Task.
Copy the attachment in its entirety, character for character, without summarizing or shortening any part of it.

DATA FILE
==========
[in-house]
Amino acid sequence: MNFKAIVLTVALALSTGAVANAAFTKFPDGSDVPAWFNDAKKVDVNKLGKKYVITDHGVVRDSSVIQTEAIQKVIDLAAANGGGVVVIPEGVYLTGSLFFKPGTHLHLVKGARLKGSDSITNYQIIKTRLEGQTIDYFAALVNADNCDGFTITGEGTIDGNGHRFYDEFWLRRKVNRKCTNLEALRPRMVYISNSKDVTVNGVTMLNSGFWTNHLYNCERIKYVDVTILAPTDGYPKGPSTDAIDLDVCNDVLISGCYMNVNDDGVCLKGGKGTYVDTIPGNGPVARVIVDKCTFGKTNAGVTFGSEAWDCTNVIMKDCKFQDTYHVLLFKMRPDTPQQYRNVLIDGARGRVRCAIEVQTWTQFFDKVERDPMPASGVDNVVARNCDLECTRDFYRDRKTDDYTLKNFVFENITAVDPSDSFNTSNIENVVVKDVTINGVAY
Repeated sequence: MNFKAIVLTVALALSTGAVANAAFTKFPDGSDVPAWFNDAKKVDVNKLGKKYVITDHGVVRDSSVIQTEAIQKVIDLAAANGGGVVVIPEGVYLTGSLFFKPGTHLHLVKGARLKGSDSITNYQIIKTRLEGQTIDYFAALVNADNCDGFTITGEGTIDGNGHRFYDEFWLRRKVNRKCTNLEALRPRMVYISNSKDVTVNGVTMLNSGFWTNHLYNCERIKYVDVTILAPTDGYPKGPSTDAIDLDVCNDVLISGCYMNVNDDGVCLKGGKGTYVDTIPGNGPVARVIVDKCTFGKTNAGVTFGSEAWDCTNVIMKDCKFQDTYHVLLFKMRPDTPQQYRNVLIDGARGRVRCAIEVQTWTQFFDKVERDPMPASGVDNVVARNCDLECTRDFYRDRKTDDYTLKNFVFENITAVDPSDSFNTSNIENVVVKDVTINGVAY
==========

[in-house]
Amino acid sequence: MNFKAIVLTVALALSTGAVANAAFTKFPDGSDVPAWFNDAKKVDVNKLGKKYVITDHGVVRDSSVIQTEAIQKVIDLAAANGGGVVVIPEGVYLTGSLFFKPGTHLHLVKGARLKGSDSITNYQIIKTRLEGQTIDYFAALVNADNCDGFTITGEGTIDGNGHRFYDEFWLRRKVNRKCTNLEALRPRMVYISNSKDVTVNGVTMLNSGFWTNHLYNCERIKYVDVTILAPTDGYPKGPSTDAIDLDVCNDVLISGCYMNVNDDGVCLKGGKGTYVDTIPGNGPVARVIVDKCTFGKTNAGVTFGSEAWDCTNVIMKDCKFQDTYHVLLFKMRPDTPQQYRNVLIDGARGRVRCAIEVQTWTQFFDKVERDPMPASGVDNVVARNCDLECTRDFYRDRKTDDYTLKNFVFENITAVDPSDSFNTSNIENVVVKDVTINGVAY
Repeated sequence: MNFKAIVLTVALALSTGAVANAAFTKFPDGSDVPAWFNDAKKVDVNKLGKKYVITDHGVVRDSSVIQTEAIQKVIDLAAANGGGVVVIPEGVYLTGSLFFKPGTHLHLVKGARLKGSDSITNYQIIKTRLEGQTIDYFAALVNADNCDGFTITGEGTIDGNGHRFYDEFWLRRKVNRKCTNLEALRPRMVYISNSKDVTVNGVTMLNSGFWTNHLYNCERIKYVDVTILAPTDGYPKGPSTDAIDLDVCNDVLISGCYMNVNDDGVCLKGGKGTYVDTIPGNGPVARVIVDKCTFGKTNAGVTFGSEAWDCTNVIMKDCKFQDTYHVLLFKMRPDTPQQYRNVLIDGARGRVRCAIEVQTWTQFFDKVERDPMPASGVDNVVARNCDLECTRDFYRDRKTDDYTLKNFVFENITAVDPSDSFNTSNIENVVVKDVTINGVAY